importance to stress that we will stay as long as it takes to stabilize 
the country."

A senior administration official, who spoke on the condition of 
anonymity to discuss internal deliberations, said the administration is 
asking questions about the U.S. strategy in Afghanistan "that frankly 
have not been asked over the last eight years."

The official said the discussions are focusing on how best to pursue 
"our core national security goals," which the official defined as 
defeating al-Qaeda and its allies. But the official indicated that an 
array of alternatives are under review.

"I don't know if there is such a thing as middle option, because I know 
there are more than two options," the official said.

In his 66-page report, first published by The Post, McChrystal warned 
that "a failure to gain the initiative and reverse insurgent momentum" 
in the next 12 months "risks an outcome where defeating the insurgency 
is no longer possible." He stated that "resources will not win this war, 
but under-resourcing could lose it."

In the administration, there are divisions on whether to send more 
resources to Afghanistan or adopt a more narrow counterterrorism 
campaign that would avoid some of the long-term nation-building tasks 
that McChrystal considers necessary.

In the past, Vice President Biden has advocated a strategy of shrinking 
the U.S. presence in Afghanistan and concentrating on disrupting 
al-Qaeda and its allies through drone strikes and Special Forces 
operations. Now anti-war Democrats on the Hill are pushing for that option.

"We should use the same approach that we take in parts of the world that 
we have not invaded," said Sen. Russell Feingold (D-Wis.), a member of 
the Foreign Relations Committee, citing U.S. operations in Somalia, 
Yemen and elsewhere.

The emerging Democratic position could compel Obama, whose domestic 
agenda is facing stiff Republican criticism in Congress, to rely on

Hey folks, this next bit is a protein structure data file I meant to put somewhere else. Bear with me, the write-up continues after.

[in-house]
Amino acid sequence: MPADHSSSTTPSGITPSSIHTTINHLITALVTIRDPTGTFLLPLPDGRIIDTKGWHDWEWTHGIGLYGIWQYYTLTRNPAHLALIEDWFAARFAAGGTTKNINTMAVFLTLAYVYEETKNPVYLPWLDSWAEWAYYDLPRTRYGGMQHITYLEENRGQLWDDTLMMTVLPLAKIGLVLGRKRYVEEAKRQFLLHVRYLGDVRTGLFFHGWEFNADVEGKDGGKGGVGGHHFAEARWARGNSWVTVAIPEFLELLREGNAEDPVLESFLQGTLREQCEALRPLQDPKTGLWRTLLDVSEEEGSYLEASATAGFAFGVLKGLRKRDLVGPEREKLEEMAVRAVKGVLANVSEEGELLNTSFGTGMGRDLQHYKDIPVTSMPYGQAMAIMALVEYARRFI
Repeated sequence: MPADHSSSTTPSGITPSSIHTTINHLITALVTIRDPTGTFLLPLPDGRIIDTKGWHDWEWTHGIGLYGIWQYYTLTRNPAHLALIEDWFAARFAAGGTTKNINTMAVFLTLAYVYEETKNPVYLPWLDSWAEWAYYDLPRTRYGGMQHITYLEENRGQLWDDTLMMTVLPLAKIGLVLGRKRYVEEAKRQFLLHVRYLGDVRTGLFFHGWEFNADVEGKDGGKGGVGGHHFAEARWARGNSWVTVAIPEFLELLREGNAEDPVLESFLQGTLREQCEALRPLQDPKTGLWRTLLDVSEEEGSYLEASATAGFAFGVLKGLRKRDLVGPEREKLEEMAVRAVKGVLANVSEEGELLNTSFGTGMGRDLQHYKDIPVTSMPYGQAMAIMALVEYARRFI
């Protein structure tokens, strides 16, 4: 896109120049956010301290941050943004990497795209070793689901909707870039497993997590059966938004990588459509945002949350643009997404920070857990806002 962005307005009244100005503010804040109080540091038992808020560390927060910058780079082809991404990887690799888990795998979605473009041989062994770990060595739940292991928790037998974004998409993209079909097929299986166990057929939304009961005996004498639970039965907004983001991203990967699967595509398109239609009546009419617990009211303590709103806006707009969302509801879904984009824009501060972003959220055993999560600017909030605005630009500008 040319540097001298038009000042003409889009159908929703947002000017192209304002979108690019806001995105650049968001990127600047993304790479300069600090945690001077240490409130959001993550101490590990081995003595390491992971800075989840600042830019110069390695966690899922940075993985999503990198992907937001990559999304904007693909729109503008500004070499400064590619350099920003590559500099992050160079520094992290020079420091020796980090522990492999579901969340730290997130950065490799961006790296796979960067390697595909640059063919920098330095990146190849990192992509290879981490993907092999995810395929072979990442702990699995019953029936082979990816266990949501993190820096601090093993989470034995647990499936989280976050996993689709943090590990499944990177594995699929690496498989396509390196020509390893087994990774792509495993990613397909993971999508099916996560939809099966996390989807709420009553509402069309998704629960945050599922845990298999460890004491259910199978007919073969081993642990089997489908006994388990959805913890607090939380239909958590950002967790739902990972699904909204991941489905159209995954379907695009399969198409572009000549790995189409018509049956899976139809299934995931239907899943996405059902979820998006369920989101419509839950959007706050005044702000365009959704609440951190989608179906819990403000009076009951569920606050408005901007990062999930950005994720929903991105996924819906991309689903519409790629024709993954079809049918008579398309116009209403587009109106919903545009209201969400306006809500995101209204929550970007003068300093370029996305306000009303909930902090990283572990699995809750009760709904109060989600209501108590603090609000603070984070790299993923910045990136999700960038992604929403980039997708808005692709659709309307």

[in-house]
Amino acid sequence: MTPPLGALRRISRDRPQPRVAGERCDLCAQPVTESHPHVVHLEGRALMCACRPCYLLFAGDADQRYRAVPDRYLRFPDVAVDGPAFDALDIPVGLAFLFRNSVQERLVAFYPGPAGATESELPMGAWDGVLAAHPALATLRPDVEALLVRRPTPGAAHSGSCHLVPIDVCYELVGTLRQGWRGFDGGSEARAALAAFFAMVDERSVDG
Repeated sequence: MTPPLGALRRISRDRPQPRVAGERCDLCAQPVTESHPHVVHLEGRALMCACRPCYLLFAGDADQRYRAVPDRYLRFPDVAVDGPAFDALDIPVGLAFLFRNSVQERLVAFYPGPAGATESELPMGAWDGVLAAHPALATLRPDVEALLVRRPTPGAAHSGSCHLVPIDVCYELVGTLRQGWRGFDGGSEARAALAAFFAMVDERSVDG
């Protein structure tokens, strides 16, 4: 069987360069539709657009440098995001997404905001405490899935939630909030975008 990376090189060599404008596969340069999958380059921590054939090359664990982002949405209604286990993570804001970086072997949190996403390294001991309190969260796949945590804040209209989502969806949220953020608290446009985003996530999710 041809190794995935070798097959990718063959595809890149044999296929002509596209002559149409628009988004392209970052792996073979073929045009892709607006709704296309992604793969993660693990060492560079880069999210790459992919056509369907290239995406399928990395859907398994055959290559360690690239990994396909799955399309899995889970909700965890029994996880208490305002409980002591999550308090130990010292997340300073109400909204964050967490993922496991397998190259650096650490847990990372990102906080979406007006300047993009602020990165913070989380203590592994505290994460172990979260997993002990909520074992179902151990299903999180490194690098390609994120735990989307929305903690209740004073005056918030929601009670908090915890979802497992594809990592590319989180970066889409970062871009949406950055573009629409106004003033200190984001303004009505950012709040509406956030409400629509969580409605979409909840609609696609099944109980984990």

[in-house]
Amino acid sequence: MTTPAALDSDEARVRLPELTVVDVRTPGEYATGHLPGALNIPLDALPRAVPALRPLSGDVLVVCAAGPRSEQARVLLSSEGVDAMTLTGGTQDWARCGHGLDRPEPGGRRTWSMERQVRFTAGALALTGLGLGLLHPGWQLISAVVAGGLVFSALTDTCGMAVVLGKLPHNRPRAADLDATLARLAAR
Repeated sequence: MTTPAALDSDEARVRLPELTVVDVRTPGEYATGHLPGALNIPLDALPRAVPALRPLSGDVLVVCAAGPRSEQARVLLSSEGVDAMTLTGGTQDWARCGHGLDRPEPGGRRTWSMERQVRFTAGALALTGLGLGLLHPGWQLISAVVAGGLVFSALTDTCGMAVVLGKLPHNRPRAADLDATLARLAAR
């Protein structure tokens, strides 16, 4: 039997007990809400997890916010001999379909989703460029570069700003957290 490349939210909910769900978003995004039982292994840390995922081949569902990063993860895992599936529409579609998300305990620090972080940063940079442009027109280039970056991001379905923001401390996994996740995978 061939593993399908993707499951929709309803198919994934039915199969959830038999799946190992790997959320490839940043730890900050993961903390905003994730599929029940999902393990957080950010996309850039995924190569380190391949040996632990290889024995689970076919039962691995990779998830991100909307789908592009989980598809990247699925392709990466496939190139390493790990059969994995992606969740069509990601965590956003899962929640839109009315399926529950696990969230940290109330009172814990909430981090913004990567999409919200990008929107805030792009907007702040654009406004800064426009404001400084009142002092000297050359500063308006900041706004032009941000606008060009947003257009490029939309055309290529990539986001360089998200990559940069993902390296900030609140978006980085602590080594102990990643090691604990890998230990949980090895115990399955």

those same opposition lawmakers for support if he decides to send more 
combat troops to Afghanistan.

Doing so would give Obama far less flexibility in devising his own plan, 
given that Republicans have strongly favored giving McChrystal what he 
asks for. As Sen. Lindsey O. Graham (R-S.C.), a member of the Armed 
Services Committee, said last week: "I'm against a half-measure. That's 
the worst scenario. . . . If you do what the commanders recommend, I 
will be an enthusiastic supporter of the president."

Feingold warned that "it would probably not be a good idea for the 
president to rely on Republicans and a handful of Democrats."

McChrystal, whom Obama sent to Afghanistan in May after firing his 
predecessor, is expected to soon request thousands of additional combat 
troops, support forces and military trainers. His timeline for more 
resources roughly coincides with the U.S. withdrawal schedule from Iraq, 
which calls for all U.S. forces to leave the country by the end of 2011.

At the conclusion of an initial review in March, Obama approved 21,000 
additional combat troops for Afghanistan. By the end of the year, 68,000 
U.S. troops are scheduled to be on the ground.

Lee H. Hamilton, the former Democratic chairman of the House Foreign 
Affairs Committee who has many former aides working on Obama's national 
security team, said that "everyone likes the training of troops, which 
is something we've not been very good at." But he said the key question 
is whether Congress, if it approves the resources for McChrystal's 
counterinsurgency strategy, will continue that level of support for the 
years it will take to stabilize Afghanistan.

Even the most politically popular aspects of the administration's Afghan 
strategy are meeting resistance in Congress.

Last week, a Senate panel stripped $900 million from the 
administration's $6.6 billion request to train and equip Afghan security 
forces. In a statement opposing the decision, the White House said the 
"full request reflects his commanders' plan for Afghan forces to assume 
a greater share of responsibility for security as quickly as possible."

Sen. Ted Kaufman (D-Del.), a member of the Foreign Relations Committee, 
said: "This is a very complex stew here, and the McChrystal report is 
only one element of that stew. It's clear we're at a major decision 
point in Afghanistan, and unfortunately it comes as we're at a major 
decision point on health care, a major decision point on climate change, 
a major decision point on financial regulation and the economy," he said.

Staff writers Ben Pershing, Paul Kane, Michael D. Shear and Anne E. 
Kornblut contributed to this report.